Wow. Thank you for your detailed advice!! It was seriously helpful. My motivation was dwindling after hitting the same score over and over... but I'm going to take your recommendations to heart. Today I'm going to do some LR sections and spend as much time as necessary going over why answers are right and wrong. I'm going to go back through old sections and do the same thing.

Sometimes when I'm doing LR, I'll cross out a word or underline a word that disqualifies an answer- just a way to keep track of my reasoning. I will go through some LR sections untimed and do this on every question until I can consistently get -0.

In regards to more recent PTs, I plan on doing 5 section PTs from more recent tests (60-75) in the 6 weeks leading up to the exam. These exams will be strictly under test conditions - bubbling in answers, no extra breaks, using the full 15 minutes to go to the bathroom, doing warmups in the morning, etc. Let's 180 this bitch.

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Replitz

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Re: How to improve?

Postby Replitz » Thu Jul 21, 2016 10:15 am

FayRays wrote:
Replitz wrote:I've been studying for about 5 weeks now, plan on taking the September test.

My complete PT history has been this:

163 (diagnostic)
176 PT 29
177 PT 30
173 PT 31
175 PT 32
177 PT 33
176 PT 34
173 PT 35

Average: 175.3

If anything, I'm consistent... everything has been between 173-177. But there's no clear trend in my scores, for better or for worse. I tend to get between -1 to -4 on each section, with a -0 every once and a while. My wrong answers don't adhere to a particular type, although I've noticed about half are due to stupid mistakes (not reading all answer choices, missing a word in the question stem, etc) and half are due to a true lack of understanding.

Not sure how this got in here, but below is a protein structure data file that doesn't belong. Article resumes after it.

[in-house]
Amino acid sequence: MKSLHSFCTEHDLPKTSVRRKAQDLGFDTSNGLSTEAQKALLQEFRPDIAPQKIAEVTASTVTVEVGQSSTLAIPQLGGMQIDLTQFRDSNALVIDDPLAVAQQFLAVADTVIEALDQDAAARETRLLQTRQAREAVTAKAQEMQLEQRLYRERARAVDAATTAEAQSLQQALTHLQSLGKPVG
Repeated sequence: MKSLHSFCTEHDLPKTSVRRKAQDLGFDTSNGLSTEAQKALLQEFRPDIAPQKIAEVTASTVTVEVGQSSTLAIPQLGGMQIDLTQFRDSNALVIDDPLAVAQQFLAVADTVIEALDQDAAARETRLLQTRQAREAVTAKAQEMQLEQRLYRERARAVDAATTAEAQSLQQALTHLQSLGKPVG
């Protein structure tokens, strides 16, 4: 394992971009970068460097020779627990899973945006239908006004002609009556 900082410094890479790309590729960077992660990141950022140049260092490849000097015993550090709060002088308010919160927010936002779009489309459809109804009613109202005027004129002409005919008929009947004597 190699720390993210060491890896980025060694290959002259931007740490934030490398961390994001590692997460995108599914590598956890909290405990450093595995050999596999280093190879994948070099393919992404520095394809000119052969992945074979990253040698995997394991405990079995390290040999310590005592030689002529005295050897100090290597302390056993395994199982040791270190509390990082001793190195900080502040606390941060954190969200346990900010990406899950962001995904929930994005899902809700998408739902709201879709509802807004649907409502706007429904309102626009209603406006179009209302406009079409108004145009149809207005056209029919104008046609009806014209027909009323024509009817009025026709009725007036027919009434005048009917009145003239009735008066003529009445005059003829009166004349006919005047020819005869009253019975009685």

After each test I go over my wrong answers, and really try to understand why I got them wrong by reading the Manhattan forums and watching 7sage explanations. This doesn't seem to be helping much, as I continue to get roughly the same amount wrong every PT.

Any advice? Have I reached my cap?


This is great. Maybe you are making these small mistakes because you are going too fast.
what about the new pt tests? have you tried any of them to see how much will you get.

Hey by the way, just out of curiosity, I wonder what did you use as preparation for the test


I keep a log of every single study session. Here's what I've been doing:

6/5 12:00 PM 1:20 PM 1:20 Powerscore logic bible
6/5 3:30 PM 6:00 PM 2:30 Powerscore logic bible
6/6 8:00 PM 9:20 PM 1:20 Powerscore logic bible
6/17 12:00 PM 4:42 PM 4:42 Diagnostic, score: 163
6/19 1:50 PM 6:27 PM 4:37 PT 40 Review, logic games drilling on PT 39
6/20 5:55 PM 7:30 PM 1:35 PT 29 Logic Games 1-2
6/23 1:36 PM 4:50 PM 3:14 PT 29 Logic Games 1-4, PT 30 Logic Games 1-2